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Isilon – A Wrap?

So it looks like that EMC will get Isilon barring any mishaps and counter-bids; I stand by my reasoning here but I've been thinking a bit more about this and I've had a few conversations with people.

I've chatted to a few vendors and many of them were saying that if they didn't work for their current company, Isilon were their company of choice; they thought it looked pretty cool. Not sure how many of them actually had any real idea about what Isilon were about but they thought it was cool anyway. Obviously once Isilon become an EMC company, their coolness factor will decline. (Sorry Chad, but the videos that the vSpecialists tend to record are bad and not in a good way!)

It's very interesting how quickly the whole scale out storage thing is progressing; everyone wants a piece of the action and Isilon certainly have the scale-out NAS story down pretty well; block, let's be generous and say that it is early days yet. But what was once a scientific and media specialised device is becoming mainstream. Isilon however were looking at ways that they could attack the entry point and how they could attack the Celerra and NetApp filer-space; so anyone who believes that Isilon is a cloud-only play from EMC, well I think that they are wrong. 

In fact, I would go as far to say that in the same way that 3Par will become the foundation of all HP's block storage; Isilon will become the foundation of all of EMC's file-based storage; from Celerra to Atmos, this acquistion will impact them all. Atmos with Isilon becomes a more interesting if not compelling offering than Atmos alone; it is there that I suspect that all of the initial integration focus will be. How do you graft Atmos onto Isilon is probably the next question that EMC's Atmos engineering team have to answer; well once they've worked out how to integrate Atmos and Centera and more importantly how to do so without a mouthful of humble-pie.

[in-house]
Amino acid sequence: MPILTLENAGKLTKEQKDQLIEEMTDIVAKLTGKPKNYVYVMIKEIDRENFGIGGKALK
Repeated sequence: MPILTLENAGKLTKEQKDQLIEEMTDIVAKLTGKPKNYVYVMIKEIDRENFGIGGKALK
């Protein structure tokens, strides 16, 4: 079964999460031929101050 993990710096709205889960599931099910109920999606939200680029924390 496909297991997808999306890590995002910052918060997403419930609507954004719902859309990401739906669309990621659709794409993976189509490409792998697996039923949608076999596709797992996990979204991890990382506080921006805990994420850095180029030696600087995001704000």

Of course this leaves us with some interesting questions about C-NX or whatever it might end up being called; like HP and EVA, EMC have some questions to answer. Still the Clariion is a much under-rated block storage array even by a large chunk of EMC and as Isilon really doesn't do block; I think it's future is safe for some time to come but perhaps it's another integration point. 

I also wonder if EMC will spend time moving the BSD-based Isilon product to their internal common Linux platform; let's hope this does not turn into a NetApp Spinnaker re-tread. I don't think that people should get too hung up on the interconnect between the Isilon nodes; yes it's Infiniband today but there's good reason for that, it was probably the cheapest and most effective low-latency interconnect Isilon could use without spend a fortune on specialised 'R and D'. Isilon's smarts are in software development and not really hardware; EMC could really help push them to the next level of hardware.

EMC's biggest challenge though is going to be taking a company which is culturally very different to EMC (I've dealt with both) and integrating it into EMC without loosing the clever folks that they've just bought. Isilon currently feels like dealing with a start-up but a start-up with mostly smooth corners and I don't think that they need to change too much. EMC might have just bought a company which will have as much impact on their storage offerings as their purchase of Data General all those years ago. 



  1. dlove says:

    i am a current isilon customer with a couple clusters and i’m frankly pissed off at the acquisition. i made the decision to RUN from emc when we were forced to use an acopia/f5/celerra/clariion rats nest half-ass implementation for managing a lot of unstructured data.